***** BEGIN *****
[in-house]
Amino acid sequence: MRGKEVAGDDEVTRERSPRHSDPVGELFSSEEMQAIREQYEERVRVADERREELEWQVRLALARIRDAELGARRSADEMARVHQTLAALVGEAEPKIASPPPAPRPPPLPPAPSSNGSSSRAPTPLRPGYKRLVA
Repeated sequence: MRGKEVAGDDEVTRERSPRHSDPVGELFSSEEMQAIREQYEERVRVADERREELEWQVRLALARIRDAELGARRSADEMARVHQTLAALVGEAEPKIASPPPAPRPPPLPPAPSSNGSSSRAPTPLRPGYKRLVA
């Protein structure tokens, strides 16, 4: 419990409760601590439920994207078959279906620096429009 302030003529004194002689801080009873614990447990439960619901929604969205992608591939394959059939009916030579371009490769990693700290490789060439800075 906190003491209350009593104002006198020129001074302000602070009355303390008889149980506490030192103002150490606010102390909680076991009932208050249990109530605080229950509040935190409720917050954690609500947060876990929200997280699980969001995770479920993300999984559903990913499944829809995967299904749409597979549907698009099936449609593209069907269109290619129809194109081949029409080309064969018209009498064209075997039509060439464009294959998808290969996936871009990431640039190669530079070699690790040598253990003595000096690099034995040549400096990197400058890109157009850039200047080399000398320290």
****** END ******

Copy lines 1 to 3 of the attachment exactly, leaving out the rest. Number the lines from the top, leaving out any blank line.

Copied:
[in-house]
Amino acid sequence: MRGKEVAGDDEVTRERSPRHSDPVGELFSSEEMQAIREQYEERVRVADERREELEWQVRLALARIRDAELGARRSADEMARVHQTLAALVGEAEPKIASPPPAPRPPPLPPAPSSNGSSSRAPTPLRPGYKRLVA
Repeated sequence: MRGKEVAGDDEVTRERSPRHSDPVGELFSSEEMQAIREQYEERVRVADERREELEWQVRLALARIRDAELGARRSADEMARVHQTLAALVGEAEPKIASPPPAPRPPPLPPAPSSNGSSSRAPTPLRPGYKRLVA